A couple weeks ago, Hammad Akbar, the creator of StealthGenie, a mobile application that allows someone to spy on another person’s cellphone, was arrested by the FBI. He was arrested on charges of conspiracy, sales of surreptitious interception devices, and advertising a surreptitious interception device. Advertised as a way to keep an eye on cheating spouses, monitor teenage children, and employers, anyone can download and install StealthGenie to monitor all activities on a cell phone.
Other than the computer, the cellphone is one of the most used forms of technology. In fact, according Pew Internet, 44% of Americans sleep with their phones so they don’t miss out on texts or messages. We use our cell phone to organize our lives, search for information (let me google that for you), entertain us, and communicate with others – via text, social media, email, and, sometimes, even a phone call. For many of us, survivors included, our cell phone is our lifeline to help, information, and to other people. Cellphone spyware makes it incredibly easy for abusers and stalkers to monitor the activities and location of survivors through their cell phones.
When abusers are stalking their victims’ phones via spyware, it is 24-7 control and abuse. In addition to constant monitoring, abusers often engage in other types of abuse, such as physical abuse, threats, and emotional abuse. The result is that survivors feel completely isolated and cut off from any avenue of help. Everything they say and everything they do is monitored and controlled by the abuser. The trauma and the fear can be overwhelming.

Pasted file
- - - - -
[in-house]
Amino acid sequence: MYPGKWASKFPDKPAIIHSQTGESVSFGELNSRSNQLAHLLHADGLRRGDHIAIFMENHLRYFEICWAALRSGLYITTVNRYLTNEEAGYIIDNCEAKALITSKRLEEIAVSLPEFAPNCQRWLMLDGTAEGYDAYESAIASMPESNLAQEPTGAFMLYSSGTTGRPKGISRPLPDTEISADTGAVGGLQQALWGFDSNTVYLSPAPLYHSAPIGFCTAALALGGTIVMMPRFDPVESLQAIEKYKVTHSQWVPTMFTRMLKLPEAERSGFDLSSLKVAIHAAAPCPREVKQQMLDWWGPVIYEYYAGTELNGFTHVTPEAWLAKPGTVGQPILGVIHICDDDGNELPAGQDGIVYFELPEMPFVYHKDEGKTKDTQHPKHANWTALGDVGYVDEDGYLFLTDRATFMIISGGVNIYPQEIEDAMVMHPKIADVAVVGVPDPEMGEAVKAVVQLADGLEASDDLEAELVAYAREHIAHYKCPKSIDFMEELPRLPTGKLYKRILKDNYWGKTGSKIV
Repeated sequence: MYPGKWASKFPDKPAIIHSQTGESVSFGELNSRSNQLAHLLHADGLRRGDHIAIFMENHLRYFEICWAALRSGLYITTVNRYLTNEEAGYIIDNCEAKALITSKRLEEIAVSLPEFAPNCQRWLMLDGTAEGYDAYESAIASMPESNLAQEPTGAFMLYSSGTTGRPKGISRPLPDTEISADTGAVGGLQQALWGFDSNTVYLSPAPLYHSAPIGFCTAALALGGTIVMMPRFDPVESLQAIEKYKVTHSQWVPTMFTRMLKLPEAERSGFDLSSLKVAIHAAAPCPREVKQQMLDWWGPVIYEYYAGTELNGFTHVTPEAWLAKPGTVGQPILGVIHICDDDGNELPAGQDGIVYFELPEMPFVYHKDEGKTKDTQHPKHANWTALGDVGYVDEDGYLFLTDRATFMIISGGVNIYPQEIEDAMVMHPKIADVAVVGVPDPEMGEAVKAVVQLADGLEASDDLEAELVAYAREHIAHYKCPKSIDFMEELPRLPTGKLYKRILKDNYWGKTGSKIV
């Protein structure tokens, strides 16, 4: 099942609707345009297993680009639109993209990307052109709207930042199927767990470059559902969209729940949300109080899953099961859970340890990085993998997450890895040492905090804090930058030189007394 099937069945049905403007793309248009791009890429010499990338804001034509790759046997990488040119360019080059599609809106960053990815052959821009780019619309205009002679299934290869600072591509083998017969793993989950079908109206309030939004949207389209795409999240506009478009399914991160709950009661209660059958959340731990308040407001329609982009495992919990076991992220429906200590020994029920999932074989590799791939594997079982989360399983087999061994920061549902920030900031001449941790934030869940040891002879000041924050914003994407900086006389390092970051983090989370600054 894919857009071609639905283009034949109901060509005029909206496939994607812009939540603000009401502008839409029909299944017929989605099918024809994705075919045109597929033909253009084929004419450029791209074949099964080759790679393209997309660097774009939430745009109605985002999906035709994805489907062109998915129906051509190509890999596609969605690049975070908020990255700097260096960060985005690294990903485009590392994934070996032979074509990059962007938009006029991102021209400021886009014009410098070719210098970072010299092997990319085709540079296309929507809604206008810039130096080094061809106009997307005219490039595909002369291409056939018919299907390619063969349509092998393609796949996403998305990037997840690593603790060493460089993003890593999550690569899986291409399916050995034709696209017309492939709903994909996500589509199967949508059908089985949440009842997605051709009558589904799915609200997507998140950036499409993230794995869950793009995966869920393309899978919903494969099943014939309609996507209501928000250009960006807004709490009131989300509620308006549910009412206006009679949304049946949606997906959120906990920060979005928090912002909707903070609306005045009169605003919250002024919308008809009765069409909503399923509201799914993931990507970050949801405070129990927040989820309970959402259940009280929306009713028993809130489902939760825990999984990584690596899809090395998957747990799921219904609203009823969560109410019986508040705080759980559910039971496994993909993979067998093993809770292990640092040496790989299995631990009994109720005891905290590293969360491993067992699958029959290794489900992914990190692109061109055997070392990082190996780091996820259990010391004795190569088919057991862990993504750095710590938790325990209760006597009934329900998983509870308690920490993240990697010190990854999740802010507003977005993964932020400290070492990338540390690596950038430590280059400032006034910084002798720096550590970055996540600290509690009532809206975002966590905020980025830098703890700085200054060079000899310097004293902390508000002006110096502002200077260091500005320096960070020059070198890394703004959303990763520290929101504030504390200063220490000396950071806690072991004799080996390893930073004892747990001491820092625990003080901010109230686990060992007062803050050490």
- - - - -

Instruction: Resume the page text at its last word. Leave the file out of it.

StealthGenie isn’t the only monitoring product out there. There are many similar products available, including mSpy, MobiStealth, Spy Bubble. Some of these products are advertised under the guise of protecting your vulnerable children or protecting your liability by monitoring your employees. Some come right out and encourage users to buy their products to “catch your cheating spouse.” In reality, abusers and stalkers are buying these products to further terrorize and abuse their victims.
We’re glad that the government is cracking down on products that make it easier for abusers to harm victims. For years, when their phones were being monitored survivors would have to get a new phone – a very expensive step – simply to stay safe. Removing these types of products from the market means one less tool for abusers to use to stalk and harass survivors of domestic violence and stalking.
For more information about cell phone safety, visit our Technology Safety & Privacy toolkit. For more information about NNEDV Safety Net’s advocacy work on cell phone privacy and safety, watch Cindy Southworth, Vice President of NNEDV’s testimony at the Location Privacy Protection Act of 2014 hearing.